When I said in my previous post that I dressed to be ready to hunt as soon as I stepped off the plane in Port Elizabeth I meant it. So when we arrived at the extremely adequate accommodations of Coppermoon Hunting Safaris I was a little anxious to get out when I greeted my folks, met the camera crew that was joining us and the rest of the staff making things happen around Coppermoon. Dad (as always) was prompt to embark on stories to tell me how things were, their style etc rather than just letting me find out on my own. It's his way, not his fault. 

The basis of our hunting style looks like this: the hardcore mid-size (Isuzu in this case) diesel bush pickup truck with high rack bench and side panels, cooler (cool box) on the back, 1-2 or 3 trackers on the back riding with a wary eye on the terrain, Denver driving, me in the front seat then Mom and Dad in the back. I promise I'm not rude, just blessed with the longest legs out of this bunch. Andy and Cannon, the film crew, journeyed behind us with their gear in a Toyota Land Cruiser. Due to the vastness of terrain as well as the multitude of hiding spots in vegetation mean the more eyeballs the better when looking for animals. Coppermoon is set on a 22,000 acre ranch that is the culmination of 7 former working farms. So the landscape varies from widespread grassland, rolling hills with mid sized trees and bushes to low lying THICK (see Marty's previous "hands and knee crawling" description) bush with heavily thorned acacia wood trees and whatever else random bushes mixed in. ALL of which have thorns. Also for those of you woodland hunters that are familiar with spider webs across your path, there were no shortage of them in Africa. In fact I actually had a spider crawl out of my laundry bag when I unpacked after returning home. No joke!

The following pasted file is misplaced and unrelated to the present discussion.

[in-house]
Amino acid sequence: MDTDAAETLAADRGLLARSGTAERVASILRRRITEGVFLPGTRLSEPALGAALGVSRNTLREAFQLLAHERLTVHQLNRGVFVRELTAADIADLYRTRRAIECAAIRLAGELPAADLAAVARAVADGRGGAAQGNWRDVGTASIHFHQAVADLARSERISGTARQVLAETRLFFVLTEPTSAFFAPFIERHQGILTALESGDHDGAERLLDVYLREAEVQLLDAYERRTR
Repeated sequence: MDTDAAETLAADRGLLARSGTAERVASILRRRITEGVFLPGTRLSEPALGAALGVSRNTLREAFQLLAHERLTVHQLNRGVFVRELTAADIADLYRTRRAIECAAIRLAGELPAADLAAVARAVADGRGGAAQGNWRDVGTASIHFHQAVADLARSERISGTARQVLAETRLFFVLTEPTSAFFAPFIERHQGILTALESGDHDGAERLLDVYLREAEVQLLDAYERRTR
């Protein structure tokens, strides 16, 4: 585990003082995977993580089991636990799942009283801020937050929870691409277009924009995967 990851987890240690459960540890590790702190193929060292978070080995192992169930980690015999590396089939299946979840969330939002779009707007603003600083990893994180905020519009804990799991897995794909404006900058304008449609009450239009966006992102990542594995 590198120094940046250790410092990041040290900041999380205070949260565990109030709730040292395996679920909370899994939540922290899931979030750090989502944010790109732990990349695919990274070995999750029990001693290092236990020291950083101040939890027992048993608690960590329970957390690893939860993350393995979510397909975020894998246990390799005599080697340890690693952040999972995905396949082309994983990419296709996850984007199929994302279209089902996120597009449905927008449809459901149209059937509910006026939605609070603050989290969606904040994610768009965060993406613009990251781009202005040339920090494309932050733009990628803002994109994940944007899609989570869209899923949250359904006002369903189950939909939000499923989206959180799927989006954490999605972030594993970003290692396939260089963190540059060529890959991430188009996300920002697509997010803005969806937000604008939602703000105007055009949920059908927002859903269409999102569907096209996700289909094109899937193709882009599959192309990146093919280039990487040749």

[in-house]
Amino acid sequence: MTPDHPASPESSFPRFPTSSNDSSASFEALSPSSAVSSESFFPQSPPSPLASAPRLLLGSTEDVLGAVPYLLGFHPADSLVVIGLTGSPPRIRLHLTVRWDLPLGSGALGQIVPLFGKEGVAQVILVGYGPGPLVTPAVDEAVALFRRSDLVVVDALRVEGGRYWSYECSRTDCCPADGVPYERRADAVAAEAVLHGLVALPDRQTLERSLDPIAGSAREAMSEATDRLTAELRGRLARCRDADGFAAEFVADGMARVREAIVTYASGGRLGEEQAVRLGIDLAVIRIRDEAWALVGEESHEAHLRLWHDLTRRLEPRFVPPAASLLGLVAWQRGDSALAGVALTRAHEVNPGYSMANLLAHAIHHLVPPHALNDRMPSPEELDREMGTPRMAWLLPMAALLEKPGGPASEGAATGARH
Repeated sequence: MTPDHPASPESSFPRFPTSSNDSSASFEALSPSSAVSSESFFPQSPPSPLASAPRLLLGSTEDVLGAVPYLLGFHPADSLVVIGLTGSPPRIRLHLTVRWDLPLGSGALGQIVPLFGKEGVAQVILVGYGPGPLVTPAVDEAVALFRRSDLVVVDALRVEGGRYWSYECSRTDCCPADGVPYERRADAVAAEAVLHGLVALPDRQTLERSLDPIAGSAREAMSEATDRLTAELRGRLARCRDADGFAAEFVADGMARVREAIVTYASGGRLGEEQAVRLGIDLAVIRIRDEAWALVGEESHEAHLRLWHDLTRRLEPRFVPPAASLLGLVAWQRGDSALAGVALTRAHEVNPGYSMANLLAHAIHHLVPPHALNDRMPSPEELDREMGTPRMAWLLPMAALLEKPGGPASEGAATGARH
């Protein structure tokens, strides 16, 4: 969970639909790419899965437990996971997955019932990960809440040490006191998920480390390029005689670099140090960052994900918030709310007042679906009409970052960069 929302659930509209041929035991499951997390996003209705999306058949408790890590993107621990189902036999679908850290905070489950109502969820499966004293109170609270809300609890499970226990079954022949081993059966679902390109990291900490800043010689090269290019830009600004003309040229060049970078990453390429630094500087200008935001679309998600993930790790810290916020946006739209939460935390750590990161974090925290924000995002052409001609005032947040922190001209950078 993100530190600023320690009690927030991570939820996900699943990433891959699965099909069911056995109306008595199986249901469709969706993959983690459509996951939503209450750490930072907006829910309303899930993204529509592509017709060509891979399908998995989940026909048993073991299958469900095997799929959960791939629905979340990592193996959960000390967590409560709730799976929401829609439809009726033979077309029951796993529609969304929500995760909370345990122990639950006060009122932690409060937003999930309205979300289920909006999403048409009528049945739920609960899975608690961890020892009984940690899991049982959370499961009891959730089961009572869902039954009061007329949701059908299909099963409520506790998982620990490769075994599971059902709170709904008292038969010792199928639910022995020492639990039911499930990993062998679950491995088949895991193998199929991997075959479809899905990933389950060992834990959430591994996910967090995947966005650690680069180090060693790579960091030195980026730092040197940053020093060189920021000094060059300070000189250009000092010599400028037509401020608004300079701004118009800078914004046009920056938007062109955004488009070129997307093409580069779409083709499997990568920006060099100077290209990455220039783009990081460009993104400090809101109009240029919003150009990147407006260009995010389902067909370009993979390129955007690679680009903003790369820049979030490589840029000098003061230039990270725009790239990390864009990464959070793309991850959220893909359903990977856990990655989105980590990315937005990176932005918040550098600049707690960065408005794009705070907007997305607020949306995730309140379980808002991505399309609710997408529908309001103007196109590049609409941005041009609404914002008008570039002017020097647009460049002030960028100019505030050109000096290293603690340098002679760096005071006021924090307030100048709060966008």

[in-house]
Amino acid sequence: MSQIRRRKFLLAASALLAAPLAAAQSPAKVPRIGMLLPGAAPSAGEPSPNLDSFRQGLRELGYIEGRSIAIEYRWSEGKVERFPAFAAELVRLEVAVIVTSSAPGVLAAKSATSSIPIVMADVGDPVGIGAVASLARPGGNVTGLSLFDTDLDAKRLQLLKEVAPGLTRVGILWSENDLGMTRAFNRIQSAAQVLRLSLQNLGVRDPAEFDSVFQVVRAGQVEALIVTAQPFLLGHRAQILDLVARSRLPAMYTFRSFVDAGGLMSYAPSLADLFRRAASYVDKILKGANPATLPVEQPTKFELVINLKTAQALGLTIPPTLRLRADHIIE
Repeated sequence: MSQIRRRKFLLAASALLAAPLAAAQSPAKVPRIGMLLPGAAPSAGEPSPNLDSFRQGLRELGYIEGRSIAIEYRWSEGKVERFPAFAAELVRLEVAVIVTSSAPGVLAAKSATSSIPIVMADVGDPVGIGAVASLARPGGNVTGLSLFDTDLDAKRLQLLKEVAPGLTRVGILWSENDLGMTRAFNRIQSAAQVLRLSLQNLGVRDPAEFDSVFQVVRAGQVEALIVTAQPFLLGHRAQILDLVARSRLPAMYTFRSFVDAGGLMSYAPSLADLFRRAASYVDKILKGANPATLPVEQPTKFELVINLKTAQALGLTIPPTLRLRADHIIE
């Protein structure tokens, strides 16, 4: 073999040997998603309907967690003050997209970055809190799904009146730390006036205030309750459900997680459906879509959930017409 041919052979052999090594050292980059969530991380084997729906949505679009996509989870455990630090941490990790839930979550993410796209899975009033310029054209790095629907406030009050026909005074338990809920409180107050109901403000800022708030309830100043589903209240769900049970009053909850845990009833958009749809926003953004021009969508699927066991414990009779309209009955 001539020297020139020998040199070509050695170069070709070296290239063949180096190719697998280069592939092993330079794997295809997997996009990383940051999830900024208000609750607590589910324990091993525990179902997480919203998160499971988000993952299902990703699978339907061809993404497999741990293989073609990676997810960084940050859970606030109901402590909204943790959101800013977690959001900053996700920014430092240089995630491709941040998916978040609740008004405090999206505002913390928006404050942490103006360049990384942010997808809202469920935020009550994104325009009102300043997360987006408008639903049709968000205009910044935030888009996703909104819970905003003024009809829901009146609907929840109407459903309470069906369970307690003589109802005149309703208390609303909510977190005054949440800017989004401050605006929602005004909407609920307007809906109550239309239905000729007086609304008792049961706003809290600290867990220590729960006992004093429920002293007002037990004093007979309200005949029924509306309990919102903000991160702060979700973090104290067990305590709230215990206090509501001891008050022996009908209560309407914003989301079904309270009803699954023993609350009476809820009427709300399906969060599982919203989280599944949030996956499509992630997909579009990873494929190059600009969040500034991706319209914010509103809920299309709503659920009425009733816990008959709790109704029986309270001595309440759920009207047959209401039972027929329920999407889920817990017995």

So we enjoyed an incredible lunch, one of many routinely delicious meals, then headed out looking for springbuck. I was under the impression that we were hunting for Mom at that point after some difficult failed stalks on Kudu, and the fact that I had just landed in country and was getting my bearings about me led me to believe I'd be 2nd up on the trigger. Let's be honest, my jaw was hanging pretty loose at the sight of all these animals I had never seen in my life. Some of them never even in pictures. But the springbuck, let me tell you. They are so sharp and fine and gorgeous they look like a painting. But man, are they spooky. Just running, all the time for no reason. That afternoon on my first ride we saw springbuck, blesbuck, black wildebeest, kudu cows, and nyala ewes just for a start. I was in heaven despite the 102 degree temperatures Fahrenheit.